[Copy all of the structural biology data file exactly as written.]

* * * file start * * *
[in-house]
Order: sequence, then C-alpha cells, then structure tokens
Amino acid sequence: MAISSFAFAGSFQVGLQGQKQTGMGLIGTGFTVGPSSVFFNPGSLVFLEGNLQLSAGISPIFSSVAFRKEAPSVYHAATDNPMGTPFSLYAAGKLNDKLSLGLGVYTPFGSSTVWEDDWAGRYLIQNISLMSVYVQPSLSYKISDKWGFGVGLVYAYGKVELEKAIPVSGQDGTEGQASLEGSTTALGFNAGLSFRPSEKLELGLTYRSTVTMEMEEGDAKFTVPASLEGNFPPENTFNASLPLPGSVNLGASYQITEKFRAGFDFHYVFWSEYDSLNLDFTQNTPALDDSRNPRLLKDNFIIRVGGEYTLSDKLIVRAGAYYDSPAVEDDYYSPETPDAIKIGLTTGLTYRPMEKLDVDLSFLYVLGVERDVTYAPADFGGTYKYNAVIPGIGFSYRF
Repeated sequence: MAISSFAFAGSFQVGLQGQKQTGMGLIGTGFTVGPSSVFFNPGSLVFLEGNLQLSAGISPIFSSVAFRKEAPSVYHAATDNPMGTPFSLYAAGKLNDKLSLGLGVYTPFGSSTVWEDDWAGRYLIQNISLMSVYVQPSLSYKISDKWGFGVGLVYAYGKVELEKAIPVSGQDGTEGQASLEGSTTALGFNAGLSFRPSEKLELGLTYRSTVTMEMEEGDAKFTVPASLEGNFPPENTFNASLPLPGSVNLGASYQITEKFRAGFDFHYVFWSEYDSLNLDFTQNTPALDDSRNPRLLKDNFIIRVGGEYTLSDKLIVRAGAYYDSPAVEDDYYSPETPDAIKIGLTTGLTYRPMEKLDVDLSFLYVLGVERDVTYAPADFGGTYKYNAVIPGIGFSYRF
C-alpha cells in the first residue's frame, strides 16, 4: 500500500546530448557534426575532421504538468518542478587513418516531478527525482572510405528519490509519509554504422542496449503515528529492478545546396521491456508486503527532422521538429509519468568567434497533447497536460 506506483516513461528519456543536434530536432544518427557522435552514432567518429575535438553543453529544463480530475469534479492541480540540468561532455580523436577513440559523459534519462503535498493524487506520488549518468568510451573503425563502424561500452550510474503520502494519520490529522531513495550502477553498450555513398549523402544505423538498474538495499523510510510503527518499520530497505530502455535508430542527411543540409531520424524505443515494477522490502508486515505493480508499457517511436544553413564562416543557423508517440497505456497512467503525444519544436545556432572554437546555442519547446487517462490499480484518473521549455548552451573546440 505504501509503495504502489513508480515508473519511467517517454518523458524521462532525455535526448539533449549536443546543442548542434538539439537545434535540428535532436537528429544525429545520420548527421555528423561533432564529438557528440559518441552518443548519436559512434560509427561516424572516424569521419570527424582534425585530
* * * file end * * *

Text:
[in-house]
Order: sequence, then C-alpha cells, then structure tokens
Amino acid sequence: MAISSFAFAGSFQVGLQGQKQTGMGLIGTGFTVGPSSVFFNPGSLVFLEGNLQLSAGISPIFSSVAFRKEAPSVYHAATDNPMGTPFSLYAAGKLNDKLSLGLGVYTPFGSSTVWEDDWAGRYLIQNISLMSVYVQPSLSYKISDKWGFGVGLVYAYGKVELEKAIPVSGQDGTEGQASLEGSTTALGFNAGLSFRPSEKLELGLTYRSTVTMEMEEGDAKFTVPASLEGNFPPENTFNASLPLPGSVNLGASYQITEKFRAGFDFHYVFWSEYDSLNLDFTQNTPALDDSRNPRLLKDNFIIRVGGEYTLSDKLIVRAGAYYDSPAVEDDYYSPETPDAIKIGLTTGLTYRPMEKLDVDLSFLYVLGVERDVTYAPADFGGTYKYNAVIPGIGFSYRF
Repeated sequence: MAISSFAFAGSFQVGLQGQKQTGMGLIGTGFTVGPSSVFFNPGSLVFLEGNLQLSAGISPIFSSVAFRKEAPSVYHAATDNPMGTPFSLYAAGKLNDKLSLGLGVYTPFGSSTVWEDDWAGRYLIQNISLMSVYVQPSLSYKISDKWGFGVGLVYAYGKVELEKAIPVSGQDGTEGQASLEGSTTALGFNAGLSFRPSEKLELGLTYRSTVTMEMEEGDAKFTVPASLEGNFPPENTFNASLPLPGSVNLGASYQITEKFRAGFDFHYVFWSEYDSLNLDFTQNTPALDDSRNPRLLKDNFIIRVGGEYTLSDKLIVRAGAYYDSPAVEDDYYSPETPDAIKIGLTTGLTYRPMEKLDVDLSFLYVLGVERDVTYAPADFGGTYKYNAVIPGIGFSYRF
C-alpha cells in the first residue's frame, strides 16, 4: 500500500546530448557534426575532421504538468518542478587513418516531478527525482572510405528519490509519509554504422542496449503515528529492478545546396521491456508486503527532422521538429509519468568567434497533447497536460 506506483516513461528519456543536434530536432544518427557522435552514432567518429575535438553543453529544463480530475469534479492541480540540468561532455580523436577513440559523459534519462503535498493524487506520488549518468568510451573503425563502424561500452550510474503520502494519520490529522531513495550502477553498450555513398549523402544505423538498474538495499523510510510503527518499520530497505530502455535508430542527411543540409531520424524505443515494477522490502508486515505493480508499457517511436544553413564562416543557423508517440497505456497512467503525444519544436545556432572554437546555442519547446487517462490499480484518473521549455548552451573546440 505504501509503495504502489513508480515508473519511467517517454518523458524521462532525455535526448539533449549536443546543442548542434538539439537545434535540428535532436537528429544525429545520420548527421555528423561533432564529438557528440559518441552518443548519436559512434560509427561516424572516424569521419570527424582534425585530